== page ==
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Purposeful practice lessons and tips

Purposeful practice lessons and tips

If you read my previous post on purposeful practice you’ll know that I decided to try exercising every day for a month to improve my fitness.  The month is now over and I’ve been reflecting on how I found it.  Like many of our clients who have tried to implement change, I soon realised it wasn’t easy.

I actually surprised myself that I managed to stick to doing some form of exercise every day for the whole month.  This part for me was fairly easy most of the time because I got into the routine of doing it early in the evening, straight after getting home from work.  I admit that I often lacked creativity and would refer to the internet to find workouts to follow, but I was doing it.

Getting into the routine stopped me from making excuses.  Whenever I felt unmotivated I reminded myself of why I wanted to do it in the first place and told myself that once I’d done my bit for that day I could do something I really enjoy, like reading or watching TV.

Was my practice purposeful?  Ish.  Throughout the month I went on several runs – something I never expected would happen.  The first one was horrible.  I quickly found myself out of breath and exhausted and had to walk.  Then a couple of regular runners I know advised me to go slower next time.  So I did and it worked – I managed to keep going for longer and travelled a further distance.  Perhaps most importantly, I didn’t find it too bad at all.  The next time I did it, I chose a different route that was slightly hilly in parts and my legs could feel the challenge.  So in that sense, yes, I was seeing improvement.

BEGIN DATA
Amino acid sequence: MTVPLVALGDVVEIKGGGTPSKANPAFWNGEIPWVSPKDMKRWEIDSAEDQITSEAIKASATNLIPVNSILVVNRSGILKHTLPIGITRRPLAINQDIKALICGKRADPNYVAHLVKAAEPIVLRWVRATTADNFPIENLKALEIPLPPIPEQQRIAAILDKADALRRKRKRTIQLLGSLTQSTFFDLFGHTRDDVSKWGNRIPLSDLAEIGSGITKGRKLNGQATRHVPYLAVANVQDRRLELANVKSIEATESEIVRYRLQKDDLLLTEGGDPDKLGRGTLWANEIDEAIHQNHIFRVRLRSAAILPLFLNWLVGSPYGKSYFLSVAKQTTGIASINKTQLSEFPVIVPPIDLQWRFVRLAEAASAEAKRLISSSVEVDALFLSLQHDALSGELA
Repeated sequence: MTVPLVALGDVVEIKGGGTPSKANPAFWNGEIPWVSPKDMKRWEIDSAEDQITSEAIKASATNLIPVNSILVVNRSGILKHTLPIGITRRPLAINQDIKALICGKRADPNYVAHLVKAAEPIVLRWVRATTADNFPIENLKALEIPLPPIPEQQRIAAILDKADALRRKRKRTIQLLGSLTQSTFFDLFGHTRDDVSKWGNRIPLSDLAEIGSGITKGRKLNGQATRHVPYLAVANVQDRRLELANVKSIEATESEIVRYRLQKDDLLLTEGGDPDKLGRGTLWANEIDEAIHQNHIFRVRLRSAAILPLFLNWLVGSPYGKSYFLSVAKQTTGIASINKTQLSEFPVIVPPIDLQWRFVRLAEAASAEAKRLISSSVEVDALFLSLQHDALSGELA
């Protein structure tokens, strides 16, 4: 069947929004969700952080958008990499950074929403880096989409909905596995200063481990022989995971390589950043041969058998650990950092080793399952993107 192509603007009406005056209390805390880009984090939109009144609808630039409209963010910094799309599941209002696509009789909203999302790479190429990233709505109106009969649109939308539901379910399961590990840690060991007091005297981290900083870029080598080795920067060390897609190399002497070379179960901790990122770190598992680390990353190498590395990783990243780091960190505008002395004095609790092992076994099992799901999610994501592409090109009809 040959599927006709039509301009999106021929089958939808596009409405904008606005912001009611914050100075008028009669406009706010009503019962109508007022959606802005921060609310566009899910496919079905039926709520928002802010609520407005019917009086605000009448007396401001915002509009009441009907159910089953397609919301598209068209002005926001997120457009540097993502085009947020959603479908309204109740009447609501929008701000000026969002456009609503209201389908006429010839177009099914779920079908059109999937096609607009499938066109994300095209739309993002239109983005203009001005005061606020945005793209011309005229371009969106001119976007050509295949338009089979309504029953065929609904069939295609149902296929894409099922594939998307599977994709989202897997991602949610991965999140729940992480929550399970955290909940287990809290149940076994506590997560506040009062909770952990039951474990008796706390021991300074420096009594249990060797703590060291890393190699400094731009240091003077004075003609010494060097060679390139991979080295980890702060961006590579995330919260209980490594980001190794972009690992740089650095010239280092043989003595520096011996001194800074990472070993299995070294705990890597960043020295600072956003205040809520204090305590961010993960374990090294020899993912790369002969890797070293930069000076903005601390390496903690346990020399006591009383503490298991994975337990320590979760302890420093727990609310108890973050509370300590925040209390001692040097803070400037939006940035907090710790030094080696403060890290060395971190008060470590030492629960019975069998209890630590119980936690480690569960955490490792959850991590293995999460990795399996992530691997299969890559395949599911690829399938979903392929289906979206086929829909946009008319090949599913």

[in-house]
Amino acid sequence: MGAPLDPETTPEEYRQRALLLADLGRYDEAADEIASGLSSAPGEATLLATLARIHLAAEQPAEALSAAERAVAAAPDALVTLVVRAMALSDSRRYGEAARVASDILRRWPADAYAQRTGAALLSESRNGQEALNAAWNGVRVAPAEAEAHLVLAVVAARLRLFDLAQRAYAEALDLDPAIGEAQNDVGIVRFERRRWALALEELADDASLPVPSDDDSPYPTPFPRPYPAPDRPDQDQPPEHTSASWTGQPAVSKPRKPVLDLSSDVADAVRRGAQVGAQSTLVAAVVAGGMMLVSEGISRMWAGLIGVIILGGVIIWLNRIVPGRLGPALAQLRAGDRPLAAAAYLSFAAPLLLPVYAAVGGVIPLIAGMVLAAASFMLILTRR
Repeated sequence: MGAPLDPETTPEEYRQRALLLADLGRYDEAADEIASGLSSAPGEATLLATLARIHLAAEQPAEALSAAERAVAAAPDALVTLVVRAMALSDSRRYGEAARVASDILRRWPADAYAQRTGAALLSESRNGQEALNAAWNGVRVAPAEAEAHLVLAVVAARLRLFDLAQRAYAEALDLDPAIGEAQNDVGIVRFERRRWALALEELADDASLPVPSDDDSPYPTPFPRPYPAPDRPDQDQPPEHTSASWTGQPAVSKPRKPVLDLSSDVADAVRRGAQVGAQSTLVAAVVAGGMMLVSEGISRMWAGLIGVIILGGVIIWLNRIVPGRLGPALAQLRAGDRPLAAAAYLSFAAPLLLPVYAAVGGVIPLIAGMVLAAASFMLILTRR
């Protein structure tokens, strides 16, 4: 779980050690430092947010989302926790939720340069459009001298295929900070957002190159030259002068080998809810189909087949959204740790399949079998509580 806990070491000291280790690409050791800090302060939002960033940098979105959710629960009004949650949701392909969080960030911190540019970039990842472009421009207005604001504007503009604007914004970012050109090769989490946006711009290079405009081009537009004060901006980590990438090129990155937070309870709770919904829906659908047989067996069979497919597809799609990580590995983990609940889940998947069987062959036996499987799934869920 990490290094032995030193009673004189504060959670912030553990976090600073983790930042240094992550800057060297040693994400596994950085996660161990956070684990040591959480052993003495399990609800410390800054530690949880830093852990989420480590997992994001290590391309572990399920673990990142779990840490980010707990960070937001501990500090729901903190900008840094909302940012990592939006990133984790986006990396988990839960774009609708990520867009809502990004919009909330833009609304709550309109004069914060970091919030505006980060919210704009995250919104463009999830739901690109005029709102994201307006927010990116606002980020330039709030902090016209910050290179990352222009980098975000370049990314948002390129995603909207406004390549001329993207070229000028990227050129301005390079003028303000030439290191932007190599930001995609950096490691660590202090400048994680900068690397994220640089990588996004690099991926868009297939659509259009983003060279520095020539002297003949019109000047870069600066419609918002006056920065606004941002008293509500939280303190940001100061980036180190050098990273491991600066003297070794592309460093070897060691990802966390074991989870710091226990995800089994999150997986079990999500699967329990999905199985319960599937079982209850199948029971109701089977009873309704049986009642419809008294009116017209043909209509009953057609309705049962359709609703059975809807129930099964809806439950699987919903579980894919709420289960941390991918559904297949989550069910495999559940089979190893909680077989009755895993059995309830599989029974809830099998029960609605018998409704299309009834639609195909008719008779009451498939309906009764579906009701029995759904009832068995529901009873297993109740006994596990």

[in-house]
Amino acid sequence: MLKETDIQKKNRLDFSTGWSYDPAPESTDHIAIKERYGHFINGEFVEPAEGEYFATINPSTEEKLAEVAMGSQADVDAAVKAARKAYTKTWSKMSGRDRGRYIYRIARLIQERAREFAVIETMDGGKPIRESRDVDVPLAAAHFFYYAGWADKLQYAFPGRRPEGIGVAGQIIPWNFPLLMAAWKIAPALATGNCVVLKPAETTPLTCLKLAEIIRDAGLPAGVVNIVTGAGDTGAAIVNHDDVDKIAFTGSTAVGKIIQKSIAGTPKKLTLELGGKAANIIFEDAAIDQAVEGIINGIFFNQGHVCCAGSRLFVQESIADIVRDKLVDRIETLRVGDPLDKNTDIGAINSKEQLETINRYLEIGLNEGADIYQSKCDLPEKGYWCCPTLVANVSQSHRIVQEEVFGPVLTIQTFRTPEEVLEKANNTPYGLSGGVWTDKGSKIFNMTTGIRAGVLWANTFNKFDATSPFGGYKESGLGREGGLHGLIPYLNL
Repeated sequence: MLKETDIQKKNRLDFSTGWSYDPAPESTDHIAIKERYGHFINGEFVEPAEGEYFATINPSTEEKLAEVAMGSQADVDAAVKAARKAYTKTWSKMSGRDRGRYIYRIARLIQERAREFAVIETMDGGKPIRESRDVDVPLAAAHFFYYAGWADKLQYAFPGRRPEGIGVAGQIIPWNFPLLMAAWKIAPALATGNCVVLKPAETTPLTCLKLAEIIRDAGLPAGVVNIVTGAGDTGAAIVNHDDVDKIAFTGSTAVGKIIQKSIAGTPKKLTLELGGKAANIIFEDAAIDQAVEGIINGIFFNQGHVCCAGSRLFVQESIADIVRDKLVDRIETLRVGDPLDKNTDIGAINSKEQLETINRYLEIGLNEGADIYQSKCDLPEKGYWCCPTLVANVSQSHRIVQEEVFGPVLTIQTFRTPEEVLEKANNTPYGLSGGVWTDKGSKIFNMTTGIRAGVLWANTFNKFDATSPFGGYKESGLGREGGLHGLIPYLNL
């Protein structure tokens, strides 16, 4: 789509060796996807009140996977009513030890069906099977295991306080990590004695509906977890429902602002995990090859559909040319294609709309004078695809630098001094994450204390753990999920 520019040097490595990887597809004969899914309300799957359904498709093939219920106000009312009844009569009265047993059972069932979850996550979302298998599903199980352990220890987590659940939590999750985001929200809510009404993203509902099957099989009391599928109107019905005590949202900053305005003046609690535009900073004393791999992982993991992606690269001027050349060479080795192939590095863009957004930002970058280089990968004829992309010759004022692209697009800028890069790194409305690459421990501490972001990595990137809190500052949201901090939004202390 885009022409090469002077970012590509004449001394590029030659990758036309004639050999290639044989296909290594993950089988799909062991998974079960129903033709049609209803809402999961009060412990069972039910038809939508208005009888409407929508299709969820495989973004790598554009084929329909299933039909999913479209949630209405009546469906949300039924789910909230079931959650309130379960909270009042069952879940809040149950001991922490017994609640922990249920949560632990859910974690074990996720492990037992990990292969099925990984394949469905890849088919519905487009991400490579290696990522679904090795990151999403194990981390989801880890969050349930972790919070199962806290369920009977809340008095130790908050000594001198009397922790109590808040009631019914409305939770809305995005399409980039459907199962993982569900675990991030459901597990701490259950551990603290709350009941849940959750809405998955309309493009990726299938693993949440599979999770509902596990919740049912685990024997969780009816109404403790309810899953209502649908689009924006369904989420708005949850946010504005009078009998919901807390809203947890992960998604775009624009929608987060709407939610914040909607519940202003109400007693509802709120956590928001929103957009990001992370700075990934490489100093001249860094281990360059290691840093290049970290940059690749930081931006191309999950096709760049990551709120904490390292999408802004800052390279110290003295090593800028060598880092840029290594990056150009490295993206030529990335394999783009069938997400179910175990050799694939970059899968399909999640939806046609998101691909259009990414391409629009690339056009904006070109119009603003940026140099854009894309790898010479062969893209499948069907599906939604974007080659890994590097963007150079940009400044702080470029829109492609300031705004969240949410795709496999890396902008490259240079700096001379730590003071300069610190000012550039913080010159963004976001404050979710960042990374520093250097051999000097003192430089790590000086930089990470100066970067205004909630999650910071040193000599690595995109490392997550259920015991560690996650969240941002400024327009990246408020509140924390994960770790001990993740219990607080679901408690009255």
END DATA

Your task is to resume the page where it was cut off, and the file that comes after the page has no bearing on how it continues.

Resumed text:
When I was doing the indoor workouts I tried to continue for slightly longer each week throughout the month.  In hindsight this is not good enough to count as ‘purposeful practice’ because some days I just wasn’t putting in as much effort, despite spending more time.  This was especially the case whenever I got in late in the evening (a few times each week) and that’s because my habit of doing it immediately after work was interrupted.

I think the challenge did improve my fitness somewhat but I know that I could’ve achieved better results had I been more focused on achieving specific goals along the way that I could monitor and improve on.  My biggest mistake was that my challenge to ‘become fitter’ was too vague.

What I’ve learned is actually simple and something that we often tell our clients.  Goals should be SMART – that’s specific, measurable, achievable, realistic and time-based.  It’s been a great learning experience for me and I’m glad I did it.  I can now continue practicing the SMART way and I’d encourage you to try it too.  Choose something you’d like to change in your life and get setting goals!

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